Does it measure up to its rep? One of those hidden gems that film noir is full of, Nightmare Alley is far more appreciated now than it was back in the day. In fact, Oscar winner Guillermo Del Toro is prepping a remake of it starring Bradley Cooper and Cate Blanchett, so expect the original to get even more attention soon. I’d definitely put it in the upper tier of noirs I’ve seen. There’s a masochistic air to Nightmare Alley, which has just enough dark humour and strong performances to keep it from being a mawkish morality tale. Power is particularly devastating in it, with a layered performance taking him from confident striver to national success to the very bottom of the heap, an unrecognizable wreck in the final scene. Sadly, Power would die shockingly young of a sudden heart attack at only age 44. But with classics like this, The Mark Of Zorro, Witness For The Prosecution and others, one of Hollywood’s biggest stars left a sizeable legacy to enjoy today. Nightmare Alley was his favorite film. 

Worth seeing? I love a good film noir, and this one stands up with other genre classics like Double Indemnity, Kiss Me Deadly and Touch of Evil. Embrace the darkness behind the carnival midway lights, and take a trip to Nightmare Alley. It’ll haunt you. 

Vertigo: So, is Jimmy Stewart the bad guy here?

Vertigo is a masterpiece. Or is it problematic? Why not both?

I got to watch Alfred Hitchcock’s 1958 thriller again this past weekend, on the big screen for the first time, and it never fails to amaze me with its bold colours and dazzling imagery. It’s one of Hitchcock’s most perverse works, on the surface another glossy, stylish tale of murder and mystery but underneath, it plunges deep into the depths of sex and longing.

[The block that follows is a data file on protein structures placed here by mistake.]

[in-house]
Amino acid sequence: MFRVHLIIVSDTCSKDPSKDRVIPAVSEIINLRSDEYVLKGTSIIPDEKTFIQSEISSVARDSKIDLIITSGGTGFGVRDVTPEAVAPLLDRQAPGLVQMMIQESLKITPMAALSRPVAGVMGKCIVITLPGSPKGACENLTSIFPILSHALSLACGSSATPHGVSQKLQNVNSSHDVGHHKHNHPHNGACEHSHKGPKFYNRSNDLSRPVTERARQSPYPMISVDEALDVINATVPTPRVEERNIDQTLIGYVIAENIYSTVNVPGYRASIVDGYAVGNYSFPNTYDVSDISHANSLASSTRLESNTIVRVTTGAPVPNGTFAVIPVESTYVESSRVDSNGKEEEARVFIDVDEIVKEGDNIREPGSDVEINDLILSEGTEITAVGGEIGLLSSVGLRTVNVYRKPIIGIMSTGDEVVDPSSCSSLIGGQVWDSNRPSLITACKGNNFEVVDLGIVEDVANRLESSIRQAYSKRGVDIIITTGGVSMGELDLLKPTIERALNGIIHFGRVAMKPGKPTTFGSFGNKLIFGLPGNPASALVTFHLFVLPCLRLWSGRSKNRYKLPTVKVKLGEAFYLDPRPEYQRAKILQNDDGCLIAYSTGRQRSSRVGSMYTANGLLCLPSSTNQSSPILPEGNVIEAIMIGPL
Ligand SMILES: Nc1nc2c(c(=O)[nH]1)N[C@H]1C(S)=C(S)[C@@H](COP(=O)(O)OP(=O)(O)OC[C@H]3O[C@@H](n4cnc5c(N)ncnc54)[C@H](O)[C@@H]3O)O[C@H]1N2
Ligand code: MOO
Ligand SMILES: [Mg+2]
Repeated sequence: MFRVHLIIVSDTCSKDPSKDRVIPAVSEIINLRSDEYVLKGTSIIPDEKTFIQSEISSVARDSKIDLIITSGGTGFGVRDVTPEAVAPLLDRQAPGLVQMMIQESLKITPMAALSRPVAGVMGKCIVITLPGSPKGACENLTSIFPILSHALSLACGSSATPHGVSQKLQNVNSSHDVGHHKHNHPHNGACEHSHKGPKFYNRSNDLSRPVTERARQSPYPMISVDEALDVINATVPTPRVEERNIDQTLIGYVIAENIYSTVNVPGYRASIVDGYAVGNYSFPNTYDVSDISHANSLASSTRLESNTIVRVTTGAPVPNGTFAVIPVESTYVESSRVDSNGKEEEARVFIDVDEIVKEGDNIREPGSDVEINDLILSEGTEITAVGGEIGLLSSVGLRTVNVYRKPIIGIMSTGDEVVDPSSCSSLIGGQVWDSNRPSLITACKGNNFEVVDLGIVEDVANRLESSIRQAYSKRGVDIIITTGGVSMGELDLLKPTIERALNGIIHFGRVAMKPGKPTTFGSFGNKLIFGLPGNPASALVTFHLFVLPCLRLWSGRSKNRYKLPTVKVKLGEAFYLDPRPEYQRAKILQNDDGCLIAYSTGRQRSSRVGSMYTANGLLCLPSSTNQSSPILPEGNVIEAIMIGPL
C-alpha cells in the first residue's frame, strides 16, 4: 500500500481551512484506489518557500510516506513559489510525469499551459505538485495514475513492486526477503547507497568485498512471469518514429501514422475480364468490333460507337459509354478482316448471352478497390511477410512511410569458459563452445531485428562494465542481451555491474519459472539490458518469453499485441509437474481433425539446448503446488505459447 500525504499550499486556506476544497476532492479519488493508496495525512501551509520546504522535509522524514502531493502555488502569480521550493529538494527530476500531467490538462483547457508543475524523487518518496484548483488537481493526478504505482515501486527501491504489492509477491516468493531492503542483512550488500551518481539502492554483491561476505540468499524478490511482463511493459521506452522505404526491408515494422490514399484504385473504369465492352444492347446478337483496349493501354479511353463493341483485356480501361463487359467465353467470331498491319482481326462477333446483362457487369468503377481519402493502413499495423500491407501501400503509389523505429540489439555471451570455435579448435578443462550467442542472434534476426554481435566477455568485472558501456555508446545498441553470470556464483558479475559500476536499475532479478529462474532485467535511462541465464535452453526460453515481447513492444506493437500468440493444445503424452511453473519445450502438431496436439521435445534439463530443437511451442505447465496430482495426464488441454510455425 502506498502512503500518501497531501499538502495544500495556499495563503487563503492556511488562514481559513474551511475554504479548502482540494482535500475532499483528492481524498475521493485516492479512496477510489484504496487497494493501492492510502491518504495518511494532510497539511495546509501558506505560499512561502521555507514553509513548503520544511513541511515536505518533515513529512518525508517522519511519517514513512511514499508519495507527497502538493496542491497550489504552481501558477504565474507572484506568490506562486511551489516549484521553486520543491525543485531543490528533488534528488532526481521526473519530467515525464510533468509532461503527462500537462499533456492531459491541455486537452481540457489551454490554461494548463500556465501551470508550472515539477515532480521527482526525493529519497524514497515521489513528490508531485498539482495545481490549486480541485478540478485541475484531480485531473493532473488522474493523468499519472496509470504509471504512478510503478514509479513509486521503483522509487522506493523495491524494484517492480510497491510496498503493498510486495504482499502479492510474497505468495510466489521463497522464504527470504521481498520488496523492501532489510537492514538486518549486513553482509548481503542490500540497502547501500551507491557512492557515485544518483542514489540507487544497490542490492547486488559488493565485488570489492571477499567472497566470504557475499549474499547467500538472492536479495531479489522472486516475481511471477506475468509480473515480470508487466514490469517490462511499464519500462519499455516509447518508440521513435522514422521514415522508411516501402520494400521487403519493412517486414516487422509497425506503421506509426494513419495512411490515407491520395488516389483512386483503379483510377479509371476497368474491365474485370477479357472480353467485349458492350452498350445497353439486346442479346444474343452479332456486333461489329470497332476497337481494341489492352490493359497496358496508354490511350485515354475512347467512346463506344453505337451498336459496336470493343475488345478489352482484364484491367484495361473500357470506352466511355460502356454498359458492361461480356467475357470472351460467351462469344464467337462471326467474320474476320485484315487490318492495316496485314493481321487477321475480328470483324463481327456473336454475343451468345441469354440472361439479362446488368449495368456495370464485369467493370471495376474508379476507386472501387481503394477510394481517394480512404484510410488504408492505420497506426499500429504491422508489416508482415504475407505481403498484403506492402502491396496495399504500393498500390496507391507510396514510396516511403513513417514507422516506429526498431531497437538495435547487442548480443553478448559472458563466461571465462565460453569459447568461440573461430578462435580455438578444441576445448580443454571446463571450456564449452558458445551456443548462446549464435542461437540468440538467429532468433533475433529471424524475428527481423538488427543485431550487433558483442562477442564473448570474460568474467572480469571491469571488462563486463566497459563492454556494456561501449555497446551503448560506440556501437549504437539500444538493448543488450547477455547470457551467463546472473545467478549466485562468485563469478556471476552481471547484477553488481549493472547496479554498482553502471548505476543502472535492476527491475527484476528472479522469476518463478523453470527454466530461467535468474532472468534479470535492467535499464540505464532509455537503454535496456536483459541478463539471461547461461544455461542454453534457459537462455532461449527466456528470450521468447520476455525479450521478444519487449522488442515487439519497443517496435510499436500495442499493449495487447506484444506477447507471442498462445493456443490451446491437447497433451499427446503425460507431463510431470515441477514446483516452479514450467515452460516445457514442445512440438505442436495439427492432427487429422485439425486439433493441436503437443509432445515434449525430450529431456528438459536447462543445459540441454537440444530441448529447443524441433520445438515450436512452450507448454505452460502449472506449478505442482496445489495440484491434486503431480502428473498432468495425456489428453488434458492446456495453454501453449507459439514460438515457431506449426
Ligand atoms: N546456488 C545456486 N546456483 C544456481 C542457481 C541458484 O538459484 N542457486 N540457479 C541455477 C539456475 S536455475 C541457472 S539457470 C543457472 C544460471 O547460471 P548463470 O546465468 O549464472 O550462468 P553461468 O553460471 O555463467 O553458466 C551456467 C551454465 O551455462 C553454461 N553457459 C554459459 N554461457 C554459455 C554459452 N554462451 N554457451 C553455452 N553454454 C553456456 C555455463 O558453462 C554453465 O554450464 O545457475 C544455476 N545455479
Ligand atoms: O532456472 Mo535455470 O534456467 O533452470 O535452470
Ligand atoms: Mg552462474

(Spoilers ahoy for a 63-year-old movie follow:)

Vertigo starts as a thriller, turns into a mystery, pivots into a love story, and then goes right back around to where it began again. It’s about the cruelty love can create, in the perils of obsession. Vertigo‘s reputation has risen over the years, and it was named the best movie of all time in the critics’ Sight and Sound poll a few years back. But some also say that Vertigo is overrated and rather, well, problematic in its take on women. 

“Problematic,” like “woke,” can sometimes turn into one of those words that doesn’t really mean any more than “I don’t like this thing.” Vertigo is problematic, but a problem means something you’re supposed to figure out, something you twist and examine in your head and come to your own conclusions about. 

Jimmy Stewart’s Scottie is a haunted man, a former police detective traumatised by his near-death on the job, laid out in the smashingly tense opening sequence, and the resulting fear of heights it’s given him. When old friend Gavin approaches him and asks him to spy on his peculiar-acting wife Madeleine, Scottie is hesitant, but takes the case. But Scottie finds that distant, mysterious Madeleine (a luminous Kim Novak, perhaps the ultimate Hitchcock ice queen) ends up captivating him far more than he’d ever dreamed. He falls for her, but then she apparently dies in a hideous suicide/accident. 

Scottie is shattered, sinking deep into his fixations, seeing Madeleine everywhere. When he stumbles across a woman named Judy who vaguely resembles her, he falls for her and takes control of her life, remaking her hair, wardrobe and style so she’s a dead ringer for Madeleine. Spoiler alert: She actually is Madeleine, in hiding after one of those typically twisty Hitchcock murder plots. She was hired by Gavin to pretend to be his wife and suck Scottie into being a witness, and is actually a cog in a conspiracy to have Gavin’s actual wife murdered (she was the one killed in the “suicide”). It’s convoluted and far-fetched, but basically the plot is an excuse for Hitchcock to delve deep into the tropes of obsession, and boy does Vertigo deliver.